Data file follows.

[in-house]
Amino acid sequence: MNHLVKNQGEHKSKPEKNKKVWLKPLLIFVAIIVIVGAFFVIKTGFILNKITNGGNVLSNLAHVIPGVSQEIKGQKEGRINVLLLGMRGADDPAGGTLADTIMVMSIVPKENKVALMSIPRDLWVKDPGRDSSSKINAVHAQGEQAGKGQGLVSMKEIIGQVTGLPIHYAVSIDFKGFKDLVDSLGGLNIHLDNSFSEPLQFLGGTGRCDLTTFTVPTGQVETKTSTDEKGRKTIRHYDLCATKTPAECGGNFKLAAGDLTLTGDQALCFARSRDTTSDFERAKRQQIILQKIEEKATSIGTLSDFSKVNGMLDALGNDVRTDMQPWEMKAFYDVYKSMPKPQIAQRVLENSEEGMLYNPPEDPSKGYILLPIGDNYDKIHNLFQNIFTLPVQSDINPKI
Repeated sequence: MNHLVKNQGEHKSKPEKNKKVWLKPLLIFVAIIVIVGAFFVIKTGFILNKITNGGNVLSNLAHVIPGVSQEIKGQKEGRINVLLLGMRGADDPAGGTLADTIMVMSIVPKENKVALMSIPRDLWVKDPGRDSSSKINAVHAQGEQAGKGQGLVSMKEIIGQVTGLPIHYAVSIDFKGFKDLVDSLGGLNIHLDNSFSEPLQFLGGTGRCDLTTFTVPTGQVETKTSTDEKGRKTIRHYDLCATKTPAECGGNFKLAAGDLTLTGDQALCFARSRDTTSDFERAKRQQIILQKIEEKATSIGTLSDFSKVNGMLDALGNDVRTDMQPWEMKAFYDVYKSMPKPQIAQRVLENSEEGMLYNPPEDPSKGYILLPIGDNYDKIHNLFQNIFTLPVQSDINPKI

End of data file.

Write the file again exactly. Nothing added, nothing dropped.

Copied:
[in-house]
Amino acid sequence: MNHLVKNQGEHKSKPEKNKKVWLKPLLIFVAIIVIVGAFFVIKTGFILNKITNGGNVLSNLAHVIPGVSQEIKGQKEGRINVLLLGMRGADDPAGGTLADTIMVMSIVPKENKVALMSIPRDLWVKDPGRDSSSKINAVHAQGEQAGKGQGLVSMKEIIGQVTGLPIHYAVSIDFKGFKDLVDSLGGLNIHLDNSFSEPLQFLGGTGRCDLTTFTVPTGQVETKTSTDEKGRKTIRHYDLCATKTPAECGGNFKLAAGDLTLTGDQALCFARSRDTTSDFERAKRQQIILQKIEEKATSIGTLSDFSKVNGMLDALGNDVRTDMQPWEMKAFYDVYKSMPKPQIAQRVLENSEEGMLYNPPEDPSKGYILLPIGDNYDKIHNLFQNIFTLPVQSDINPKI
Repeated sequence: MNHLVKNQGEHKSKPEKNKKVWLKPLLIFVAIIVIVGAFFVIKTGFILNKITNGGNVLSNLAHVIPGVSQEIKGQKEGRINVLLLGMRGADDPAGGTLADTIMVMSIVPKENKVALMSIPRDLWVKDPGRDSSSKINAVHAQGEQAGKGQGLVSMKEIIGQVTGLPIHYAVSIDFKGFKDLVDSLGGLNIHLDNSFSEPLQFLGGTGRCDLTTFTVPTGQVETKTSTDEKGRKTIRHYDLCATKTPAECGGNFKLAAGDLTLTGDQALCFARSRDTTSDFERAKRQQIILQKIEEKATSIGTLSDFSKVNGMLDALGNDVRTDMQPWEMKAFYDVYKSMPKPQIAQRVLENSEEGMLYNPPEDPSKGYILLPIGDNYDKIHNLFQNIFTLPVQSDINPKI